When these two faced off last year to open up October, Tennessee football and Hendon Hooker had their breakout game offensively under Josh Heupel. The Vols roared off to a 28-3 first quarter and won 62-24.
Saturday’s matchup features a very different Mizzou team. Although they are struggling with a 4-5 record, their defense is significantly better and will present a challenge for the Vols.
“Their front seven are extremely physical,” Heupel said of Mizzou’s defense at Wednesday’s SEC teleconference. “It’s difficult to run the football, and they’ve been really efficient against the pass as well.”
This year, Mizzou gives up 21.2 points per game, 303.7 yards per game and 4.8 yards per play. All are significant drops from last year, when they allowed 33.8 points per game, 434.6 yards per game and 6.4 yards per play.
The change? Eli Drinkwitz replaced defensive coordinator Steve Wilks, who has ironically stumbled into the interim head coaching job of the Carolina Panthers, with Blake Baker.
Mizzou also added a wave of transfers, including defensive lineman Ty’Ron Hopper from the Florida Gators, linebacker Jayden Jernigan from the Oklahoma State Cowboys and safety Joseph Charleston from the Clemson Tigers. All three are starting.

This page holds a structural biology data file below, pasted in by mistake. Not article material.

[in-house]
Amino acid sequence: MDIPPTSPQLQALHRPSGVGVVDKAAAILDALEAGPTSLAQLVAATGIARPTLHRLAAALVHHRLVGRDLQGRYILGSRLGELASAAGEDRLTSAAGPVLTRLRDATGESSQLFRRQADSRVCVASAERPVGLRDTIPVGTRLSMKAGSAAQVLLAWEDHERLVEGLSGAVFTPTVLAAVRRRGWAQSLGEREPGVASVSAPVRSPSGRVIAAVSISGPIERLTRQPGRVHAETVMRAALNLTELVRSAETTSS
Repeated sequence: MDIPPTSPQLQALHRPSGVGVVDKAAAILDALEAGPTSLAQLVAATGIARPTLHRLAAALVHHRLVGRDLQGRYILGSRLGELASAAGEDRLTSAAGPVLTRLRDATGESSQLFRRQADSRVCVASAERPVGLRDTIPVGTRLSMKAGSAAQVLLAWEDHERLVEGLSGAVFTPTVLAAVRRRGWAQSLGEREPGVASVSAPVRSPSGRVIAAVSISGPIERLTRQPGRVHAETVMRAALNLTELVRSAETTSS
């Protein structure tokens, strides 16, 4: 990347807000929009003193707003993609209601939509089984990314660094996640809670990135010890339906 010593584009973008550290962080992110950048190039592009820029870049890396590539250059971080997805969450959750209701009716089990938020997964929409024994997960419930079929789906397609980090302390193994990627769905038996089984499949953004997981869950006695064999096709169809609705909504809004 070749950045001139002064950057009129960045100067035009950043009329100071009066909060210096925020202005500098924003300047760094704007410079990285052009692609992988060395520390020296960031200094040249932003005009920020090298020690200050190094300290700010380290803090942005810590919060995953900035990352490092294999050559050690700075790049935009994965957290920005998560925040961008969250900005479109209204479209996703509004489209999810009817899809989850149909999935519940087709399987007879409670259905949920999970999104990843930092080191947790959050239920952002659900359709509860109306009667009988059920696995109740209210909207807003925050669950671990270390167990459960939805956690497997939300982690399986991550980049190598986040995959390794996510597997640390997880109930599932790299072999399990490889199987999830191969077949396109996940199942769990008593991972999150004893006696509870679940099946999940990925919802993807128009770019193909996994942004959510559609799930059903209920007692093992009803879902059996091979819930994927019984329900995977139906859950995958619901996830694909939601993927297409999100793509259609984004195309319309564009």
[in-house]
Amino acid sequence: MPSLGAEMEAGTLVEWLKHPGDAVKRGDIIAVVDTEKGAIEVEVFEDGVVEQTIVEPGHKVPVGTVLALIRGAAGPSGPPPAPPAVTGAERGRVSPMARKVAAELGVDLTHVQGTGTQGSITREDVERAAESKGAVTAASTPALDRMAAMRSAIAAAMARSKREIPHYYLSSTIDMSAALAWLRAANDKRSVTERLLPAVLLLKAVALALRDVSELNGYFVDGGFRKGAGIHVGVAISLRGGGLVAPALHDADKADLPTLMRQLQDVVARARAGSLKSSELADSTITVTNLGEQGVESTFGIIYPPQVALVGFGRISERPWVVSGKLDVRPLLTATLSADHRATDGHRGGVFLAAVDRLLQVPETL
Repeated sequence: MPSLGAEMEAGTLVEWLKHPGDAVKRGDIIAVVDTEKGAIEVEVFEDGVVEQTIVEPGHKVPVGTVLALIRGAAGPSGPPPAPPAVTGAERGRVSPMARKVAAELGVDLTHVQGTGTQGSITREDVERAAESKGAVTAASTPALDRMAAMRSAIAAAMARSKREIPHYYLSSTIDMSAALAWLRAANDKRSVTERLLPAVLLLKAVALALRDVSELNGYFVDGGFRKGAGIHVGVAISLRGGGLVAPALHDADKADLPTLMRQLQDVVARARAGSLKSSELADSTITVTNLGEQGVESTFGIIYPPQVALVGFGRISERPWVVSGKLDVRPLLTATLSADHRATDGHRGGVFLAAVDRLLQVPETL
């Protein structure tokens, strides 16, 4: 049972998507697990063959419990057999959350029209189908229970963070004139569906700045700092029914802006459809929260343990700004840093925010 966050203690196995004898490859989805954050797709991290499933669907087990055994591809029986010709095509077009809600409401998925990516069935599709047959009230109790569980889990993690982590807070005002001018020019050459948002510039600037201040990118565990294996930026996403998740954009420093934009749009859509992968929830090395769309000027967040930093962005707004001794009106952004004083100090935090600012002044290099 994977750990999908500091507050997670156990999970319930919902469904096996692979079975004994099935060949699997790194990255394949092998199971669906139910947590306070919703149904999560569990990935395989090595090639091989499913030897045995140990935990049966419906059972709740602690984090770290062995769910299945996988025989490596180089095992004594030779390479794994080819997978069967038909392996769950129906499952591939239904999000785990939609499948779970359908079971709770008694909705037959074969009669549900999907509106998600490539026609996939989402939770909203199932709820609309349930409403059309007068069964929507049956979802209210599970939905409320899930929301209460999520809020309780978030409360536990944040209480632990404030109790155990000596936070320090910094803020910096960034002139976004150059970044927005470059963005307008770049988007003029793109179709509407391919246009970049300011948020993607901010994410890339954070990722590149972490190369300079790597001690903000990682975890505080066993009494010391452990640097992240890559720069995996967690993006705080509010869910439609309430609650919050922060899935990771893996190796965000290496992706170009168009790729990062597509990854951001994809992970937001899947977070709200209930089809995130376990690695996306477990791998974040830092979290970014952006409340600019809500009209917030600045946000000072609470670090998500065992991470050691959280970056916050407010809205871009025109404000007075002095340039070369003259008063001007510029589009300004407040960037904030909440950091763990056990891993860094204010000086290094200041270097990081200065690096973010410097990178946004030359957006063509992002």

“In some respects, they’ve got some different personnel from the previous year, just on their roster in who they’re using and where they’re using them at,” Heupel said. “The guys that were there a year ago have done a great job of really developing.”
Tough defense has been the reason Mizzou hasn’t lost an SEC game by more than one score this year. In fact, they haven’t allowed more than 26 points to an SEC team.
Of course, none of the offenses they have faced are like Tennessee football’s, but outside of the Georgia Bulldogs, Mizzou is the best defense the Vols will have faced all year. Yes, that includes the Alabama Crimson Tide.
Last year, we didn’t even know if Hooker would start heading into the Mizzou game, but his performance against them solidified him as the starter. It likely won’t be as easy this time around, as Heupel acknowledged getting the out of position will be tough.
“I think they do a great job with their eyes, and I say that meaning that they have great gap integrity,” he said. “They handle everything that offenses are throwing at them extremely well.”
Such a change in styles has been dramatic, because it also came at the offense’s expense. Mizzou is averaging 23.1 points per game this year along with 350.2 yards per game and 5.2 yards per play.
Last year, the Tigers averaged 29.1 points per game, 413.8 yards per game and 5.9 yards per game. Drinkwitz was hired because of his offensive acumen and had a shockingly good first year in 2020.
Heupel stole his thunder last year, though, partially due when they faced off. It’s ironic because Heupel made a name for himself as Mizzou’s offensive coordinator under Barry Odom, who was fired to make way for Drinkwitz. However, Heupel acknowledged this year is different.
“Both programs continue to grow, change,” he said. “Defensively, with the new coordinator, they’re so different. In some of your personnel cut-ups, you may revert back to some of the things that our guys versus their guys at certain spots where there’s carryover because they’re playing again this year, but for the most part, new scheme, new coordinator, new defense, new attitude and playing extremely physical, so you focus on this year’s product.”